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Mugabe Threatens New Crackdown on Prices


Zimbabwe's President Robert Mugabe is demanding a general rollback on prices of basic goods and services, days before the country goes to the polls.

In comments carried by state media Tuesday, Mr. Mugabe said he wants businesses to reduce prices to the levels of February 12, when civil servants were given a salary increase.

The president blamed Zimbabwe's 100,000 percent inflation rate on opponents he said are pushing for "regime change." He said companies that refuse to cut prices could be taken over by the government.

Mr. Mugabe is running for a sixth term as Zimbabwe's president in Saturday's elections. He is being challenged by a former ruling party member, Simba Makoni, and longtime opposition leader Morgan Tsvangirai.

On Monday, the opposition Movement for Democratic Change accused the government of planning to rig the elections.

The MDC said the electoral commission has ordered nine million ballot papers even though there are only six million registered voters. There has been no comment from the government.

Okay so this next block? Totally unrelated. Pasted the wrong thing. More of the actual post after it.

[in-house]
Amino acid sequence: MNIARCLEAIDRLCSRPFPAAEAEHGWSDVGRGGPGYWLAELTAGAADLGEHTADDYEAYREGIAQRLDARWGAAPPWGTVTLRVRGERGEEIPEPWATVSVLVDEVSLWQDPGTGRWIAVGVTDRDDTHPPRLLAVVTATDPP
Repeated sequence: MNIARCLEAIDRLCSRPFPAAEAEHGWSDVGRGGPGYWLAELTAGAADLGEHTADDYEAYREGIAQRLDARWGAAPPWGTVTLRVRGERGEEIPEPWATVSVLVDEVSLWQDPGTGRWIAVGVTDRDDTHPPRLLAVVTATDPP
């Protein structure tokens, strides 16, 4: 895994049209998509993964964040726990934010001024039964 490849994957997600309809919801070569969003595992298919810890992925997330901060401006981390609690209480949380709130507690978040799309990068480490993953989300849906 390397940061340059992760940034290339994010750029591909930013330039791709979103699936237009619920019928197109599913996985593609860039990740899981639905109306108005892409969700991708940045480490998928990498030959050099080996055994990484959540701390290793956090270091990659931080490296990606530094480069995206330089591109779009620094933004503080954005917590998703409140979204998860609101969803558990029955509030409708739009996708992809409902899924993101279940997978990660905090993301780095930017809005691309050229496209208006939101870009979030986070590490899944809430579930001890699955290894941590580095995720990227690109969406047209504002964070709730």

Several Western countries and the rights group Human Rights Watch have expressed doubt that Zimbabwe's elections will be free and fair. Zimbabwe's government has banned Western observers from monitoring the vote.

President Mugabe has ruled Zimbabwe since the country won independence from Britain in 1980.

Much of the campaign has revolved around his handling of the economy. Zimbabwe has chronic shortages of food and fuel, and the country's inflation rate remains the highest in the world despite official price controls imposed last June.

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